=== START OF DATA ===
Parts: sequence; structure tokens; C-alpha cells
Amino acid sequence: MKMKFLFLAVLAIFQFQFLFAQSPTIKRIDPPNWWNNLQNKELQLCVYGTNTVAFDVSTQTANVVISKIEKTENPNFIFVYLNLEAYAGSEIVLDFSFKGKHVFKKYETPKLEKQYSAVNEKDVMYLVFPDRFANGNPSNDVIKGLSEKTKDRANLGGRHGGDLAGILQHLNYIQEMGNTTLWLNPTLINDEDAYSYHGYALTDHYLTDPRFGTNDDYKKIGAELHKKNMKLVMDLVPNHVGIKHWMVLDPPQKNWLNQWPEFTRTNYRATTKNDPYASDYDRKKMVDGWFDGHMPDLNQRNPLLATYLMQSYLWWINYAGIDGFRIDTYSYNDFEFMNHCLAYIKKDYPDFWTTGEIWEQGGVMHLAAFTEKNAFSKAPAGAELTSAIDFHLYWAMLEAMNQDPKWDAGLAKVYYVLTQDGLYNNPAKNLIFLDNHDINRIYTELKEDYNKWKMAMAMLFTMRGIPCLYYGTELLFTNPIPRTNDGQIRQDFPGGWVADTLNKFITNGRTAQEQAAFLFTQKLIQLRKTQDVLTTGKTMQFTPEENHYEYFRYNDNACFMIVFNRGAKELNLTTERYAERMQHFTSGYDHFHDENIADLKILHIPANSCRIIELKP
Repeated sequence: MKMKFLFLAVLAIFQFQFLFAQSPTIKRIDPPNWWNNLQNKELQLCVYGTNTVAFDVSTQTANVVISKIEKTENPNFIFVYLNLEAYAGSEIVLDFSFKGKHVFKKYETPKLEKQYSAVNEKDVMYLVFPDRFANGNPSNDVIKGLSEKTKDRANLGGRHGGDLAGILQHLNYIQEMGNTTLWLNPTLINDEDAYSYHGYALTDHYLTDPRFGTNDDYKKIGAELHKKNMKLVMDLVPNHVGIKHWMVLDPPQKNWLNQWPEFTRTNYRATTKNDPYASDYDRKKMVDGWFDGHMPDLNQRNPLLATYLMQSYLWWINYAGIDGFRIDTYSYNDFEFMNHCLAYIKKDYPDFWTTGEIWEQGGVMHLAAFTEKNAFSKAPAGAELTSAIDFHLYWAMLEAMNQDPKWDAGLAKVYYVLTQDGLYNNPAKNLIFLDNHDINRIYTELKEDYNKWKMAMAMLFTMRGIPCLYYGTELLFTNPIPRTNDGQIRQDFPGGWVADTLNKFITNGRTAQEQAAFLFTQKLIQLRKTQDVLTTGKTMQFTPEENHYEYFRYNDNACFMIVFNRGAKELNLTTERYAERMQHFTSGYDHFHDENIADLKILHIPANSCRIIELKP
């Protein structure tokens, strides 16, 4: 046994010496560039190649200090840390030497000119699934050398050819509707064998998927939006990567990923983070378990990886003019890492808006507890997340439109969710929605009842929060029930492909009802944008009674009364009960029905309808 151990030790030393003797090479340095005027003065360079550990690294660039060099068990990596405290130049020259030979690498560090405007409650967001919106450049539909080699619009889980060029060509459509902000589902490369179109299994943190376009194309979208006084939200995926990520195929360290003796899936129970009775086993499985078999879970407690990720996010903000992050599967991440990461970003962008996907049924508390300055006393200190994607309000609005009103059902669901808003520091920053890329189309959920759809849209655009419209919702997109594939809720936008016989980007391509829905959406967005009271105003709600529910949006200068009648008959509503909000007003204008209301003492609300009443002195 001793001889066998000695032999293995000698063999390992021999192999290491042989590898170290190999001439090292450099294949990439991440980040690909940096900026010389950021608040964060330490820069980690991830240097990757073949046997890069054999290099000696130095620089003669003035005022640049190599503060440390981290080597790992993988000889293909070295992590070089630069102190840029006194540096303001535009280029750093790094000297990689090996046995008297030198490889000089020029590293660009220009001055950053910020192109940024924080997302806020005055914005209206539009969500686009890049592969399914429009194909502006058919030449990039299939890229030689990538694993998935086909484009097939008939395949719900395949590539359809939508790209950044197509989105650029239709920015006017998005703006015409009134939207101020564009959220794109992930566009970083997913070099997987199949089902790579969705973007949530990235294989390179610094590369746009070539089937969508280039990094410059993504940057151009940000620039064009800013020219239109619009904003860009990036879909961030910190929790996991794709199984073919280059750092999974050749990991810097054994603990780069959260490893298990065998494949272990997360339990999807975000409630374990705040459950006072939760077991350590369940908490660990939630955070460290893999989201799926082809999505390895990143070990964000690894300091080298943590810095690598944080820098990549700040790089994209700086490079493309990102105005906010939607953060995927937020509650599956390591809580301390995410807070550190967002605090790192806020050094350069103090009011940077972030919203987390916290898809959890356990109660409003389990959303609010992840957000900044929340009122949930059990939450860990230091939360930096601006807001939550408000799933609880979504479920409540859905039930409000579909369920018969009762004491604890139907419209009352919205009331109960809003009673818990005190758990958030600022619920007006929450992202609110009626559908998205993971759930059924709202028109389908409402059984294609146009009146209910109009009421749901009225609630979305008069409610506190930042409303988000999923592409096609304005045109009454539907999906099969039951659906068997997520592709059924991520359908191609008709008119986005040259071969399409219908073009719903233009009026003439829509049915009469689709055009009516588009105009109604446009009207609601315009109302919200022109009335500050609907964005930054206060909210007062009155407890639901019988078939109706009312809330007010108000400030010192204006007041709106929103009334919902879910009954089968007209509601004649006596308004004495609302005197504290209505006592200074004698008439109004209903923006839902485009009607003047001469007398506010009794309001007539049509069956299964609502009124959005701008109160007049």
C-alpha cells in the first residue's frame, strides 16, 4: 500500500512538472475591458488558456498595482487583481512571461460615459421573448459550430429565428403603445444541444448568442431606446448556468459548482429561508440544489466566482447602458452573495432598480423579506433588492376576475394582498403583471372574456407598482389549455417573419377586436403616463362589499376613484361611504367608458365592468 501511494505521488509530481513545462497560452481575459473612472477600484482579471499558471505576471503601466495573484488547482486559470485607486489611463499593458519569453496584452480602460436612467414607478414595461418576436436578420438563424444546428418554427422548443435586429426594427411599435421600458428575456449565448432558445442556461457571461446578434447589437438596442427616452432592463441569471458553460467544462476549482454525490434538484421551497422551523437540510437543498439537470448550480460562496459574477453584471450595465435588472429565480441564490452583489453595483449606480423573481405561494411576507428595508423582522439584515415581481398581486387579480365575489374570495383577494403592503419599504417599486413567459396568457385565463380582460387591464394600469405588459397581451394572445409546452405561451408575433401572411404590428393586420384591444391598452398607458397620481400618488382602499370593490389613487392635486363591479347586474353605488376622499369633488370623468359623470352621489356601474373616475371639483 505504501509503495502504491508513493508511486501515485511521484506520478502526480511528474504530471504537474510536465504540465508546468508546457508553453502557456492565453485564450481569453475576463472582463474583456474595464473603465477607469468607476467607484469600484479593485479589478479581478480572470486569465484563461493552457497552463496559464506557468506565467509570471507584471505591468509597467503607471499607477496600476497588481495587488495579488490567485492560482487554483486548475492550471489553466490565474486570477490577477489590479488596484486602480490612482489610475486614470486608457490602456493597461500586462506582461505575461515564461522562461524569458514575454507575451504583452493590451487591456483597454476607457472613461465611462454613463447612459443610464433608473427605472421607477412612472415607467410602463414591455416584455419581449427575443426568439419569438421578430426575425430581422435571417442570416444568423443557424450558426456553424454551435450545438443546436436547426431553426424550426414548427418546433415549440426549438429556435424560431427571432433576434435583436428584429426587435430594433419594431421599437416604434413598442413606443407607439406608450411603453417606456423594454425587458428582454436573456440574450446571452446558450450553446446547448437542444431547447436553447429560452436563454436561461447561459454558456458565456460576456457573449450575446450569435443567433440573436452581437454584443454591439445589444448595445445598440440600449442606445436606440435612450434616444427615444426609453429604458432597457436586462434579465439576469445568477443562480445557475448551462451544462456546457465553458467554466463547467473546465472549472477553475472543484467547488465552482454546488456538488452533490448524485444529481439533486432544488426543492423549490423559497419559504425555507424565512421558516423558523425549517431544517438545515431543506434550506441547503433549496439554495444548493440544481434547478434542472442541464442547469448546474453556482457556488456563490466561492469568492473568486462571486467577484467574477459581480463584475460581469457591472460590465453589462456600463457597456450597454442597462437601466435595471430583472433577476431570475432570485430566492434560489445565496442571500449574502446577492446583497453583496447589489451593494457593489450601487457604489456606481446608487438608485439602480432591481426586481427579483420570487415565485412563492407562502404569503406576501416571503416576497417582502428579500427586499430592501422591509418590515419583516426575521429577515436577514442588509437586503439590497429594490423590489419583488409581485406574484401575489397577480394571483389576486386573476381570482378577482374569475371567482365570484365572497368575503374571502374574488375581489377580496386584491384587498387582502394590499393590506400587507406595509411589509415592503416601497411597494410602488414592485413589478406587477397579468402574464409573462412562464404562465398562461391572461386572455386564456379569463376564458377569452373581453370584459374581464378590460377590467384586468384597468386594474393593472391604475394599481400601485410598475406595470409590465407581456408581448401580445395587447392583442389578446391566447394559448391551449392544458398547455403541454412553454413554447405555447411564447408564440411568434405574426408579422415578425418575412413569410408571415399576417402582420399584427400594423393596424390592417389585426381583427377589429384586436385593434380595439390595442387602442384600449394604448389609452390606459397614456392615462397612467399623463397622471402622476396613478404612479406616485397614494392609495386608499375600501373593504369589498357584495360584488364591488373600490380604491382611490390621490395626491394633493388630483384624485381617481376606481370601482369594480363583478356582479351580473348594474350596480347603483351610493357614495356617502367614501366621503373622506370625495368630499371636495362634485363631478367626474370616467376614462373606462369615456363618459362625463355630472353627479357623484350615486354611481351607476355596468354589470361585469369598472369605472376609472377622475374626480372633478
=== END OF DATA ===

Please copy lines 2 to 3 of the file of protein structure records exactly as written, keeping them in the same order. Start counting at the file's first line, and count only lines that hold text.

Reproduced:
Amino acid sequence: MKMKFLFLAVLAIFQFQFLFAQSPTIKRIDPPNWWNNLQNKELQLCVYGTNTVAFDVSTQTANVVISKIEKTENPNFIFVYLNLEAYAGSEIVLDFSFKGKHVFKKYETPKLEKQYSAVNEKDVMYLVFPDRFANGNPSNDVIKGLSEKTKDRANLGGRHGGDLAGILQHLNYIQEMGNTTLWLNPTLINDEDAYSYHGYALTDHYLTDPRFGTNDDYKKIGAELHKKNMKLVMDLVPNHVGIKHWMVLDPPQKNWLNQWPEFTRTNYRATTKNDPYASDYDRKKMVDGWFDGHMPDLNQRNPLLATYLMQSYLWWINYAGIDGFRIDTYSYNDFEFMNHCLAYIKKDYPDFWTTGEIWEQGGVMHLAAFTEKNAFSKAPAGAELTSAIDFHLYWAMLEAMNQDPKWDAGLAKVYYVLTQDGLYNNPAKNLIFLDNHDINRIYTELKEDYNKWKMAMAMLFTMRGIPCLYYGTELLFTNPIPRTNDGQIRQDFPGGWVADTLNKFITNGRTAQEQAAFLFTQKLIQLRKTQDVLTTGKTMQFTPEENHYEYFRYNDNACFMIVFNRGAKELNLTTERYAERMQHFTSGYDHFHDENIADLKILHIPANSCRIIELKP
Repeated sequence: MKMKFLFLAVLAIFQFQFLFAQSPTIKRIDPPNWWNNLQNKELQLCVYGTNTVAFDVSTQTANVVISKIEKTENPNFIFVYLNLEAYAGSEIVLDFSFKGKHVFKKYETPKLEKQYSAVNEKDVMYLVFPDRFANGNPSNDVIKGLSEKTKDRANLGGRHGGDLAGILQHLNYIQEMGNTTLWLNPTLINDEDAYSYHGYALTDHYLTDPRFGTNDDYKKIGAELHKKNMKLVMDLVPNHVGIKHWMVLDPPQKNWLNQWPEFTRTNYRATTKNDPYASDYDRKKMVDGWFDGHMPDLNQRNPLLATYLMQSYLWWINYAGIDGFRIDTYSYNDFEFMNHCLAYIKKDYPDFWTTGEIWEQGGVMHLAAFTEKNAFSKAPAGAELTSAIDFHLYWAMLEAMNQDPKWDAGLAKVYYVLTQDGLYNNPAKNLIFLDNHDINRIYTELKEDYNKWKMAMAMLFTMRGIPCLYYGTELLFTNPIPRTNDGQIRQDFPGGWVADTLNKFITNGRTAQEQAAFLFTQKLIQLRKTQDVLTTGKTMQFTPEENHYEYFRYNDNACFMIVFNRGAKELNLTTERYAERMQHFTSGYDHFHDENIADLKILHIPANSCRIIELKP